Patient Narratives as a Teaching Tool: A Pilot Study of First-Year Medical Students and Patient Educators Affected by Intellectual/Developmental Disabilities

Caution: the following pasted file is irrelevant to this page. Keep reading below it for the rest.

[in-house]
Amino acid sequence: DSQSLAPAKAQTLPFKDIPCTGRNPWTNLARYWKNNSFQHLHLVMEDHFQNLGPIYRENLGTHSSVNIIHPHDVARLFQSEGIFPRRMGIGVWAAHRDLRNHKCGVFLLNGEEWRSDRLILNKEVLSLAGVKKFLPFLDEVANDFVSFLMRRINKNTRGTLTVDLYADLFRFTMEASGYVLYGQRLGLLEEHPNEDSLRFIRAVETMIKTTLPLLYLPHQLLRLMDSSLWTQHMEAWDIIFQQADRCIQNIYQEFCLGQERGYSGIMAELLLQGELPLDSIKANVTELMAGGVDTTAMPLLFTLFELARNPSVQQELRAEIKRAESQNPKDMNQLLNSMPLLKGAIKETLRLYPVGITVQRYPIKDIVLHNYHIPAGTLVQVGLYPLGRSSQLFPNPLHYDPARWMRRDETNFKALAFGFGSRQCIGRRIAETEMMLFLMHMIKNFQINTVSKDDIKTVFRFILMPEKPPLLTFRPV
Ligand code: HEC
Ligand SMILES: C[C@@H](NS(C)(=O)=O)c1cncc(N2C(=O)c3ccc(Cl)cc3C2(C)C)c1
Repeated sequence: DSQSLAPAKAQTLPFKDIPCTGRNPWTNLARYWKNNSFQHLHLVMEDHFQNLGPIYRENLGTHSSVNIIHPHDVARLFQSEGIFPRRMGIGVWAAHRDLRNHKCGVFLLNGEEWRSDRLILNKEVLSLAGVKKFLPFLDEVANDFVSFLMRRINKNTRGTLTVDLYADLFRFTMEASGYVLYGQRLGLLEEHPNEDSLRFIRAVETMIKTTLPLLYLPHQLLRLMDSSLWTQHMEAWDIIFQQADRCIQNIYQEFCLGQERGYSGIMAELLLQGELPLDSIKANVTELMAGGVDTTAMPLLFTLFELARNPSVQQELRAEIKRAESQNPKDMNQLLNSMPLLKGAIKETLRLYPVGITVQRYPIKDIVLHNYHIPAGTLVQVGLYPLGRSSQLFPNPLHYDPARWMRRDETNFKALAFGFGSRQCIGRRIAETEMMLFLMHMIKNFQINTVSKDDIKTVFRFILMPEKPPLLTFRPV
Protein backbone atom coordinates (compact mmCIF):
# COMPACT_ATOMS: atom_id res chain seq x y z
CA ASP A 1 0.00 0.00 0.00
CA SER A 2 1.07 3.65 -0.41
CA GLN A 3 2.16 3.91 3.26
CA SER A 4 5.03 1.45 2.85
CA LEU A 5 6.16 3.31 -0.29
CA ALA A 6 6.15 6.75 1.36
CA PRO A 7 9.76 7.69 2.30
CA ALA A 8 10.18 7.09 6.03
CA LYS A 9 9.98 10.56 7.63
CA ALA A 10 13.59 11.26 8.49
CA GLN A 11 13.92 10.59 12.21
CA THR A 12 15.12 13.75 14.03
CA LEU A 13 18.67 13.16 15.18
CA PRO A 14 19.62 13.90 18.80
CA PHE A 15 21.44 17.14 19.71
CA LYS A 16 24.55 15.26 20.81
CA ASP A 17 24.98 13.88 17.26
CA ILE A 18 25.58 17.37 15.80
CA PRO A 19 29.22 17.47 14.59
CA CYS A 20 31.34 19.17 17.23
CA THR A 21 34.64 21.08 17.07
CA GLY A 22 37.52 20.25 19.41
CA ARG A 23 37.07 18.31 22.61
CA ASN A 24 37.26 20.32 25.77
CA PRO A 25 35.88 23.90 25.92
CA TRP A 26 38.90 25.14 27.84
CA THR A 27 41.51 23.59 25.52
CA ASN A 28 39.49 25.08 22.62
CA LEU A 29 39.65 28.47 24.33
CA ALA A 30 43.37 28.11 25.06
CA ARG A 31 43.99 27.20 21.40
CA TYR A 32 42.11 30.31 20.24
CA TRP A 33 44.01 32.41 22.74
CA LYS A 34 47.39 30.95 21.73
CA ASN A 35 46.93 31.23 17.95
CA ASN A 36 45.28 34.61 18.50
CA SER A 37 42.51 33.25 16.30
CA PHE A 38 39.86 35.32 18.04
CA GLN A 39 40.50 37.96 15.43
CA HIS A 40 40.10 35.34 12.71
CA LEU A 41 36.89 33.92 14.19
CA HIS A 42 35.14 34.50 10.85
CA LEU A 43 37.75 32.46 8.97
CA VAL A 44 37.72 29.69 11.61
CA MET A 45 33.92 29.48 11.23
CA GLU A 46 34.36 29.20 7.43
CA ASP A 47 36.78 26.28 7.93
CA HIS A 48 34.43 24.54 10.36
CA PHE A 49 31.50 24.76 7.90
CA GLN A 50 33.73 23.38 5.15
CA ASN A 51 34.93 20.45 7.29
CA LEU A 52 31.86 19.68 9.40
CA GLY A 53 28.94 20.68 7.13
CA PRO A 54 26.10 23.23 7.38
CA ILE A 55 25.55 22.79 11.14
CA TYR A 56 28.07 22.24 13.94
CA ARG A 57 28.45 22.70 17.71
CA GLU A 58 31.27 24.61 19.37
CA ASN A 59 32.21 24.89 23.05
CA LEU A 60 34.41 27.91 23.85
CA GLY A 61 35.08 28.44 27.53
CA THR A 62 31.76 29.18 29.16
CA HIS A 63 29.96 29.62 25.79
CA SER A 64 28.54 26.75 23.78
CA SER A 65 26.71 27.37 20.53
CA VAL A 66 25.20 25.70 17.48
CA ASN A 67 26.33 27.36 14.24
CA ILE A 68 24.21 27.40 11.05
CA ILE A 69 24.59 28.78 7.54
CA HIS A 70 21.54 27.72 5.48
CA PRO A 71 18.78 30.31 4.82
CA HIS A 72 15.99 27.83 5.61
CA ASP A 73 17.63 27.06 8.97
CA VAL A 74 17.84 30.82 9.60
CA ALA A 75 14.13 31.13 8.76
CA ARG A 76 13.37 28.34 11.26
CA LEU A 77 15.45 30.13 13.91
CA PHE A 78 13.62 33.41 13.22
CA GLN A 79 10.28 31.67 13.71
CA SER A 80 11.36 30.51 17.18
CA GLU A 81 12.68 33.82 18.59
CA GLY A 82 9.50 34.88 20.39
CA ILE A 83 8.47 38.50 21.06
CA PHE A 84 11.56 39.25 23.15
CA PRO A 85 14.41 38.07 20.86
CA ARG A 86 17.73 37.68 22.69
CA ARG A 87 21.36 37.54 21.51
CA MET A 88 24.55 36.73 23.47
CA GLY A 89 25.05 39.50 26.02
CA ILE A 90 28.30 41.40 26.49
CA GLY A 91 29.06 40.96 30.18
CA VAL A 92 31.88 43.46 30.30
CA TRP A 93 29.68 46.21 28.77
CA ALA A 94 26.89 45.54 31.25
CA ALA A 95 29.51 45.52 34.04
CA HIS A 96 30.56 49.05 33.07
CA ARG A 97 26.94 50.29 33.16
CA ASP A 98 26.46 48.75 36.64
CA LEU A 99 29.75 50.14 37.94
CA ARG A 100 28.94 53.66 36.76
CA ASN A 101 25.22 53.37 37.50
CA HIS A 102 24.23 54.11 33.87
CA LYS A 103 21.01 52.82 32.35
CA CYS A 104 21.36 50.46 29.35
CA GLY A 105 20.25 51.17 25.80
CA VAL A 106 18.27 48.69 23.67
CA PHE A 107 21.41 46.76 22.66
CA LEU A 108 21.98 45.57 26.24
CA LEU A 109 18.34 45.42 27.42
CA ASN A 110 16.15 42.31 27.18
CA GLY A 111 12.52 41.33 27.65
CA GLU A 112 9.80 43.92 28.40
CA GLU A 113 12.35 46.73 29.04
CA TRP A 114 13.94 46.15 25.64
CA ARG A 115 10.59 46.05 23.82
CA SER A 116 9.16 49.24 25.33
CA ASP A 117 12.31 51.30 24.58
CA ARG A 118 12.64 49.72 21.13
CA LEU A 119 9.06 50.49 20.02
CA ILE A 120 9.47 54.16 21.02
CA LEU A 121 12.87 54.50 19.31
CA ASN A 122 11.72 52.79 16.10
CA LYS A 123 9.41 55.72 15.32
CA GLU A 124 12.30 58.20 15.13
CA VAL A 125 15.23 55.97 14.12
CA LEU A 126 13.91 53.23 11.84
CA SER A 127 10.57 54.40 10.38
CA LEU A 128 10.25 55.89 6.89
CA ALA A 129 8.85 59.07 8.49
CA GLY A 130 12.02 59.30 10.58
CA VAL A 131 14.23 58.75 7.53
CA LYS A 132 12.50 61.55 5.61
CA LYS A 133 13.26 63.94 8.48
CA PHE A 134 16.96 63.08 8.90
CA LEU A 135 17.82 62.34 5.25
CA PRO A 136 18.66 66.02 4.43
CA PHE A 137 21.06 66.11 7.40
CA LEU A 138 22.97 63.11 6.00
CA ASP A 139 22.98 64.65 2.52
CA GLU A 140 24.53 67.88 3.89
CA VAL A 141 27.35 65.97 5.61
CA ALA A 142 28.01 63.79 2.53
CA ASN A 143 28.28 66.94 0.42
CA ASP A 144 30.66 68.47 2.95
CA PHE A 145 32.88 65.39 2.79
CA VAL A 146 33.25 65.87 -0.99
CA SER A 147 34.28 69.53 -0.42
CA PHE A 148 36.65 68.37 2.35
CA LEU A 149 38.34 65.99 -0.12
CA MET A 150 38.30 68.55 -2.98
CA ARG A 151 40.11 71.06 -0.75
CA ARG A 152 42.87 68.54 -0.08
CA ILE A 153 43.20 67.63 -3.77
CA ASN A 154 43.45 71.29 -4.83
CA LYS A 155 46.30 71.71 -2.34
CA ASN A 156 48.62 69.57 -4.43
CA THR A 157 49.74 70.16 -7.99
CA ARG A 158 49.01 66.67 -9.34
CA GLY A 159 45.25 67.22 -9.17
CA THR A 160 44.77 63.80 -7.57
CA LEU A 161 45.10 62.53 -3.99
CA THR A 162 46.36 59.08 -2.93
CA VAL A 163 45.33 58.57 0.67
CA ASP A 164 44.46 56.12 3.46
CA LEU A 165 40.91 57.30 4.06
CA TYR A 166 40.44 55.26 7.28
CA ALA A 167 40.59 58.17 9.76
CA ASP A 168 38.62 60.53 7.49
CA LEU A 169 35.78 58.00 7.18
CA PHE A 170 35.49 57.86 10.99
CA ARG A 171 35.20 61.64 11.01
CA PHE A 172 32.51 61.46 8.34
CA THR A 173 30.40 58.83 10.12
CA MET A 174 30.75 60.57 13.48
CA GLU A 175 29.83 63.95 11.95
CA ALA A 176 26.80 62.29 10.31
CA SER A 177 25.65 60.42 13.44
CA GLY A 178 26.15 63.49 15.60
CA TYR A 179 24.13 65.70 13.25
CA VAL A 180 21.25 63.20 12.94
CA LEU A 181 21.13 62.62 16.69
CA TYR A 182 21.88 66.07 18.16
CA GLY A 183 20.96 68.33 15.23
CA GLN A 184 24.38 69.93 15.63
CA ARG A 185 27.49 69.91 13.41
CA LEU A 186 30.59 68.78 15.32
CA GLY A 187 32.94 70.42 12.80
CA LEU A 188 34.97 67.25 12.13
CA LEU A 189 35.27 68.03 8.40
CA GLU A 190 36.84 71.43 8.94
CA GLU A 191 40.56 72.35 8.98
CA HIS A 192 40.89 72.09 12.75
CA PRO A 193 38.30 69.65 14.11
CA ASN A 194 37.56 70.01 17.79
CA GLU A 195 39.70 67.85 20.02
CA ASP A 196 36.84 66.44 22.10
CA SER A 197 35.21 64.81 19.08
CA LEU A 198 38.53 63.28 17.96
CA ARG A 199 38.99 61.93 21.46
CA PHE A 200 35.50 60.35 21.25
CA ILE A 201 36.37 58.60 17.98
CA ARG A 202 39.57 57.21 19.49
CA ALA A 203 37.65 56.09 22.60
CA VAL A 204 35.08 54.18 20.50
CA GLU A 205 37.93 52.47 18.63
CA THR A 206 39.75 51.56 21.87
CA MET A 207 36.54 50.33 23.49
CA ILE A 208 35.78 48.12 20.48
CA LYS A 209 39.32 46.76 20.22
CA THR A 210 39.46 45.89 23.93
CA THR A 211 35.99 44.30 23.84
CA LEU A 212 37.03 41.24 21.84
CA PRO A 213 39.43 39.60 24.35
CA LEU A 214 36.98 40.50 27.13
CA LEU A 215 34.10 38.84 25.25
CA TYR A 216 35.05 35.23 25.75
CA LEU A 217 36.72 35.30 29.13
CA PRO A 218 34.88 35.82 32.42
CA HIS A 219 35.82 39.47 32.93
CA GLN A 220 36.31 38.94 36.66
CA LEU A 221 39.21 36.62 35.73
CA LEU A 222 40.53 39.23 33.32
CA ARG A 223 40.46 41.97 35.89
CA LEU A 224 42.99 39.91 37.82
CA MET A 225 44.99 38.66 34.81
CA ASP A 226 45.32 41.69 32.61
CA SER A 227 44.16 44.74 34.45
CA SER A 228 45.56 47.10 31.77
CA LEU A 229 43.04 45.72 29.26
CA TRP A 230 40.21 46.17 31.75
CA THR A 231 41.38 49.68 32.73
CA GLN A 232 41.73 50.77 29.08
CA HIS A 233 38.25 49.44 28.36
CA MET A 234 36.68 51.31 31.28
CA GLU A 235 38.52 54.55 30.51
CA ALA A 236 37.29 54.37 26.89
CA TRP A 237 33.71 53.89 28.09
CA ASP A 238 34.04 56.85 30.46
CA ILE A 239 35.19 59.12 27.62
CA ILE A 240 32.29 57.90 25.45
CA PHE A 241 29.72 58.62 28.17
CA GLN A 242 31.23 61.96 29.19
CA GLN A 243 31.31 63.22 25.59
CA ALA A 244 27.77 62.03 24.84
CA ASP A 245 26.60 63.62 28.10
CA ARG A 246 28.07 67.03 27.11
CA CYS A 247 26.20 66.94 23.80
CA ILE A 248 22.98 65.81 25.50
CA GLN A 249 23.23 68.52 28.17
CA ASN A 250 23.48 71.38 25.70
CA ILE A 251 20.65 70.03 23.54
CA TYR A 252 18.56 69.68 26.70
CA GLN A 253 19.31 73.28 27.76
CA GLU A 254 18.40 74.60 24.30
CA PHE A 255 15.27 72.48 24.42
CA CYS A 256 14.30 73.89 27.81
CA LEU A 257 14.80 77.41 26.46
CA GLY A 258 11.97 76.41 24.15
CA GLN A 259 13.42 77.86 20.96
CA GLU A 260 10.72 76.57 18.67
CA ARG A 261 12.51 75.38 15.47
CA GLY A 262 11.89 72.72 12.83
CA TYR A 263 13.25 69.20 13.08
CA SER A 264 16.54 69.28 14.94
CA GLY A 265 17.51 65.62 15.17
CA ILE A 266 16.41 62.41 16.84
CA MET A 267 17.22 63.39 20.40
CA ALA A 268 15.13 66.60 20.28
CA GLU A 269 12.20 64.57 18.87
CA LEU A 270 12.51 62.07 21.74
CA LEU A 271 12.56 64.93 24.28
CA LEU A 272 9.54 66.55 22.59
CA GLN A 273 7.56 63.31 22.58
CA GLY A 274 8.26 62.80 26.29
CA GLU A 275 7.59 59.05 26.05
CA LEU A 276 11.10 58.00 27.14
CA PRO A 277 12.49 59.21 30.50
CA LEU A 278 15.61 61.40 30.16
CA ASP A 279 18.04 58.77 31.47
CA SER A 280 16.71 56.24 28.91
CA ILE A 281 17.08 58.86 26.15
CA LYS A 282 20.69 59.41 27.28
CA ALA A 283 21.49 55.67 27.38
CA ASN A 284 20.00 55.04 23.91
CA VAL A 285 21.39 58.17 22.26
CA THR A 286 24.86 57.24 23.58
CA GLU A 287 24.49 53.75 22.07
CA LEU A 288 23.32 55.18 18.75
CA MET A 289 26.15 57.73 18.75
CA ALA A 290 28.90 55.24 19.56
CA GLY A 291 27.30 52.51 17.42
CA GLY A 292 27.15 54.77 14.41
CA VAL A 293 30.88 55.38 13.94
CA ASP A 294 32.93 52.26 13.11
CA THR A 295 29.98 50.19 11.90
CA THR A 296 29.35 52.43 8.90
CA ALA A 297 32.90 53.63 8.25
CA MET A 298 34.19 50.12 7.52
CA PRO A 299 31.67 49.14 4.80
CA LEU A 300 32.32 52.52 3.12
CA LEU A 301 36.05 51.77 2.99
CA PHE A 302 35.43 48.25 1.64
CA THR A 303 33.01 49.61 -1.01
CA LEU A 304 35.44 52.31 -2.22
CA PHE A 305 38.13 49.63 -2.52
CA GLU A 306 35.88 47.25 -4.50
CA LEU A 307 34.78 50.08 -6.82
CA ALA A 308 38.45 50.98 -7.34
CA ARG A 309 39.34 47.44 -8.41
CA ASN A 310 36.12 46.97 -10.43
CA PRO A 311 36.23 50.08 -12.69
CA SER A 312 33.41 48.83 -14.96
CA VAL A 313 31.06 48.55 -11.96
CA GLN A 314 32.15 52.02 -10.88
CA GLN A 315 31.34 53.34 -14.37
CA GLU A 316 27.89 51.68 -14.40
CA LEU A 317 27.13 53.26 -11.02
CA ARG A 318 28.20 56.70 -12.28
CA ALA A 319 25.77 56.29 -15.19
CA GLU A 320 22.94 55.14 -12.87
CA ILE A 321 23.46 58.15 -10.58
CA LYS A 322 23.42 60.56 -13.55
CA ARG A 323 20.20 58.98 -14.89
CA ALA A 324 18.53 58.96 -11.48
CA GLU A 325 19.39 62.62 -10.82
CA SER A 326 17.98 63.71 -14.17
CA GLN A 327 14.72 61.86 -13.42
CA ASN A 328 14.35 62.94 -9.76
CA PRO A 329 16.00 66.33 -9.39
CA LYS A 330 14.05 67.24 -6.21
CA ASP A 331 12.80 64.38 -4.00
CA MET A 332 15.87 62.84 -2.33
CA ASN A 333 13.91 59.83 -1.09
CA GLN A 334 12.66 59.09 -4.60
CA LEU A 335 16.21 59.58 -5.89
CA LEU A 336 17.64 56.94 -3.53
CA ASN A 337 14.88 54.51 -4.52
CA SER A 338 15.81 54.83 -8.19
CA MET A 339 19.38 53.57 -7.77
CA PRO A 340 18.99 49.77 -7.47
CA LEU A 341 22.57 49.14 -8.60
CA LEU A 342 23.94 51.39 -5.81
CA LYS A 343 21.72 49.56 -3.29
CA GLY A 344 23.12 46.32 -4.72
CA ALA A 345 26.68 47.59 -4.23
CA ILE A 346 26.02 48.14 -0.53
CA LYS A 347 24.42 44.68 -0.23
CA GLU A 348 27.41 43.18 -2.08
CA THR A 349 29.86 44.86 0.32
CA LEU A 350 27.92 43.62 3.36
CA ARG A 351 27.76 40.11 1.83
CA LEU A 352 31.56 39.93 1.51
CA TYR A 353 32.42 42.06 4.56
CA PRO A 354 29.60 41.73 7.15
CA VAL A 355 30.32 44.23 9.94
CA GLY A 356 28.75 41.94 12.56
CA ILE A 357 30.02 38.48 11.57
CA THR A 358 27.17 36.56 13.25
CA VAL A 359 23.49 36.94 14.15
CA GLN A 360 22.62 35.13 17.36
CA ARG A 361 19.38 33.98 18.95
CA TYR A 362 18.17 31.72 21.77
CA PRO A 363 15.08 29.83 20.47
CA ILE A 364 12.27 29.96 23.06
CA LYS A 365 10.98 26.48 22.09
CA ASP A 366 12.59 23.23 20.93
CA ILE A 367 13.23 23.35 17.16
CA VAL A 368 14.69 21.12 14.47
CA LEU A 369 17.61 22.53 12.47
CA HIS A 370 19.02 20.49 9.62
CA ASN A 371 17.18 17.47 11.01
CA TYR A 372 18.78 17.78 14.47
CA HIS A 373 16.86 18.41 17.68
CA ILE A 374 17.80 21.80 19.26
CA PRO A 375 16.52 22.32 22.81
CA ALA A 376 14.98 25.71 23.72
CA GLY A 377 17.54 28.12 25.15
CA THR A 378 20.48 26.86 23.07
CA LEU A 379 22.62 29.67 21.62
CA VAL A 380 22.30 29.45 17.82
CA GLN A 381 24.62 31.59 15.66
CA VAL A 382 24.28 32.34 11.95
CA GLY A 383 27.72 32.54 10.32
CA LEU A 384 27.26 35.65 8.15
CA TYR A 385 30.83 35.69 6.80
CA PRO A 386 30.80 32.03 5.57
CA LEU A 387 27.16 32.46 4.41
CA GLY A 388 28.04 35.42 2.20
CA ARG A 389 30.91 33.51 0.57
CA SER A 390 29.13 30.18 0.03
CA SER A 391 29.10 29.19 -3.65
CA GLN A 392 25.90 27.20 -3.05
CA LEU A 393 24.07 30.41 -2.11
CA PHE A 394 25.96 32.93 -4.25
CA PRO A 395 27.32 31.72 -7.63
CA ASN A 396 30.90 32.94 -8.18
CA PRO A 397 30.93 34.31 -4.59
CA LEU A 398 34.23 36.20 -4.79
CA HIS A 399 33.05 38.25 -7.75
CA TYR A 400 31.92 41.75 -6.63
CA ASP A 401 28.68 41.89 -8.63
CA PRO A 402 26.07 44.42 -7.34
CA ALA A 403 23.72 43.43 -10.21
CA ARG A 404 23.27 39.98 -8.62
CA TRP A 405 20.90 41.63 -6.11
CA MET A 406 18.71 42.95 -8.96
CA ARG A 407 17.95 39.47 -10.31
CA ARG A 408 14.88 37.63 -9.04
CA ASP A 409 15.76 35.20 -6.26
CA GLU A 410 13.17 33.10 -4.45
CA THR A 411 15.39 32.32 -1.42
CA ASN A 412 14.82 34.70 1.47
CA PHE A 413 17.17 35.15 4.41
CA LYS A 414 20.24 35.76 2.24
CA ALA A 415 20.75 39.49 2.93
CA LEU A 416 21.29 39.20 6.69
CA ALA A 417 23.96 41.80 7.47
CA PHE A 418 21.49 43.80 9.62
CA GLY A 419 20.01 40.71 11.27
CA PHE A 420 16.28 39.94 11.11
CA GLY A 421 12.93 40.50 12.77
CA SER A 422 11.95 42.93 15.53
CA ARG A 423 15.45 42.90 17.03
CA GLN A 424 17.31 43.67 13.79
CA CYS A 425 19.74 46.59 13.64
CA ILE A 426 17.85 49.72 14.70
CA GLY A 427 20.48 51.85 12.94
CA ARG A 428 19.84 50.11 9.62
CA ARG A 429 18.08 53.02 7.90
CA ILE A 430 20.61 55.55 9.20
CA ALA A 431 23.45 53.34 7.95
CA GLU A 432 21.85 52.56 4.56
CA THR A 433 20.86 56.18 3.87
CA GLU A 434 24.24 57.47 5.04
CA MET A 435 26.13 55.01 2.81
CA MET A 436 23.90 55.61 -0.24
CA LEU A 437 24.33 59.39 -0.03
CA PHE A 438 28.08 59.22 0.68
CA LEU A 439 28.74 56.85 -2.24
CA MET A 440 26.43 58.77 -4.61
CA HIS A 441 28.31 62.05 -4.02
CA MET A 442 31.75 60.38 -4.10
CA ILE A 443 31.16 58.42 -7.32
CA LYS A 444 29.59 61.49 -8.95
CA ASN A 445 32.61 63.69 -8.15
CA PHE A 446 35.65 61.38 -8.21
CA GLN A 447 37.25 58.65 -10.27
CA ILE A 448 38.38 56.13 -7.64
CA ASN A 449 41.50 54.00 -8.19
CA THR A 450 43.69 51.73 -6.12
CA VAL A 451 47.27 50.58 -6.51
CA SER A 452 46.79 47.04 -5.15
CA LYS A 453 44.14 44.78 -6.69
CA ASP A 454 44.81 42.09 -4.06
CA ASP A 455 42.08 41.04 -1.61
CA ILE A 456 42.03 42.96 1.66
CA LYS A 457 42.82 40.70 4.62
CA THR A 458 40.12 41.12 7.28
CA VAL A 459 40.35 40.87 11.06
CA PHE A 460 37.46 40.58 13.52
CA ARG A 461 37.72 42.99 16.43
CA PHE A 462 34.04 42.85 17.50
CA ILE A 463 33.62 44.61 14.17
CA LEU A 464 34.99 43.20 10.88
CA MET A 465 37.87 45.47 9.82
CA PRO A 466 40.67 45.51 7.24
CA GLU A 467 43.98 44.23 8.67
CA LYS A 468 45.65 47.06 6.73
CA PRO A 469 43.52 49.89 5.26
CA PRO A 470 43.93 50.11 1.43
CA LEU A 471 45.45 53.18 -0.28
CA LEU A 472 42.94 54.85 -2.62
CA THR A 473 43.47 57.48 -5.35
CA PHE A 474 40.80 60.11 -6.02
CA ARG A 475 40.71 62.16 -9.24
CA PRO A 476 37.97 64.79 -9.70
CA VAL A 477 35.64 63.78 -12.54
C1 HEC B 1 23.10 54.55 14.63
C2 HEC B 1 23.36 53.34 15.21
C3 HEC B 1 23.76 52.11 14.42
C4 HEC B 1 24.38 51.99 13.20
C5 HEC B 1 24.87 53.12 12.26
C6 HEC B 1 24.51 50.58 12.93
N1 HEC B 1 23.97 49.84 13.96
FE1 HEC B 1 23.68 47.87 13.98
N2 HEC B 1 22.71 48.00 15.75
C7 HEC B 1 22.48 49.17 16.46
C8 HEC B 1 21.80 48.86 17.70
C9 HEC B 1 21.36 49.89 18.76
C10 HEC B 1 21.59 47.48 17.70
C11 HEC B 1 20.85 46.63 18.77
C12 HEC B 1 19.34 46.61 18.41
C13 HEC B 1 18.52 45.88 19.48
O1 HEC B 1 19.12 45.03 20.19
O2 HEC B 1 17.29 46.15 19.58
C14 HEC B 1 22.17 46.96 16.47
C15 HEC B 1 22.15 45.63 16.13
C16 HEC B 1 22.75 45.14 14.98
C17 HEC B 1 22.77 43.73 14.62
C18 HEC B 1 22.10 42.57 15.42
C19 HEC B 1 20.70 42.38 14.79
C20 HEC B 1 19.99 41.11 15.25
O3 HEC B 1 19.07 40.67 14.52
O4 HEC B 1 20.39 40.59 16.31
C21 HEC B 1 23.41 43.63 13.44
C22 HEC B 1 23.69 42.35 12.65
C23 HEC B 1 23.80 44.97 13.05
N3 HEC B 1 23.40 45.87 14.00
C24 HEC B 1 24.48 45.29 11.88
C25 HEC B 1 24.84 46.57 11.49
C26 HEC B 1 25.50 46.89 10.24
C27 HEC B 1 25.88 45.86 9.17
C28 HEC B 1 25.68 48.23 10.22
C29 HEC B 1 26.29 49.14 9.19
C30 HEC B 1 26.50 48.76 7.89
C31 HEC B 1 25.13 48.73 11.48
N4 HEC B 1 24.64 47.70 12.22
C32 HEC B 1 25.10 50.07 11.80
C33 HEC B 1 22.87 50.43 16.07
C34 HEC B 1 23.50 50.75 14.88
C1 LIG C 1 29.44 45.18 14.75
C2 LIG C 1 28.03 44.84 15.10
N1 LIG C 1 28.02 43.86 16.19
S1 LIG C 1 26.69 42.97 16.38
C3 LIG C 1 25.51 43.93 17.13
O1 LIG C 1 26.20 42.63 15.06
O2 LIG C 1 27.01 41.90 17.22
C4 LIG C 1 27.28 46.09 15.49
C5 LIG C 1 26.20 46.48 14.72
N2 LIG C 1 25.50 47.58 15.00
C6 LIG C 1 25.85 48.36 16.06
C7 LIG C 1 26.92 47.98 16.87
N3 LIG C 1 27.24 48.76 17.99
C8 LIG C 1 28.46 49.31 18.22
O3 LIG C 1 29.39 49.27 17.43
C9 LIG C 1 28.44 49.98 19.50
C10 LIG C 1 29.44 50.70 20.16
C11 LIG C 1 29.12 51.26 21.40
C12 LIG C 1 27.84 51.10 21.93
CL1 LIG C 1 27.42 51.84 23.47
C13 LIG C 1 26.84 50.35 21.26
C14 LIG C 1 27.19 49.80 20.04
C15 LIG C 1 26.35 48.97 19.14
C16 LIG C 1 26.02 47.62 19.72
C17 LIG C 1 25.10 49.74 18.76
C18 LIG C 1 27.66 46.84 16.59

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PROBLEM: People with intellectual and developmental disabilities (IDD) face complex biopsychosocial challenges and are medically underserved. This is in part due to insufficient resources and supports but can also be attributed to a lack of adequate physician training in addressing the unique needs of this population. INTERVENTION: This study aimed to introduce 1st-year medical students to the IDD population using a blended educational experience that included video narratives of and direct interactions with people affected by IDD. The goal of this intervention was to promote person-centered attitudes and communication among early medical trainees. CONTEXT: The study recruited 27 first-year medical students and randomly assigned each to 1 of 2 groups. The control group received an introductory video lecture about IDD healthcare, followed by a quiz. The narrative group received the same lecture, followed by reflective discussion of videos featuring people living with IDD sharing their perspectives and stories. All students then participated in 4 simulated clinical encounters with patient educators (PEs) who have lived experiences of IDD. Focus groups were conducted with students following the simulated encounters to explore their experiences and perceptions of this blended learning activity. Moreover, secondary quantitative data were collected to assess students' performance in the clinical encounters, along with self-reports of comfort, confidence, and competence of interacting with people with IDD (pre- and postparticipation). OUTCOME: All students thought that the blended educational experience was valuable and enjoyable, commenting on the importance of adaptable language and engagement of people with IDD, as well as the merits of reflecting on patient narratives. Students also discussed feelings of discomfort stemming from a lack of knowledge and previous exposure to IDD and how this discomfort might motivate them to learn more and develop their skills further. In addition, descriptive analyses revealed that students in the narrative group showed greater self-rated measures of comfort, confidence, and competence compared to control; they also had higher mean performance scores across all PE interview stations. LESSONS LEARNED: PEs add a powerful real-life dimension to communication skills teaching and have been shown to be a valuable educational modality. Moreover, exposure to and reflection on video-based patient narratives are useful ways of teaching medical students about patients' lived experiences and promoting person-centered communication, both within and beyond IDD.
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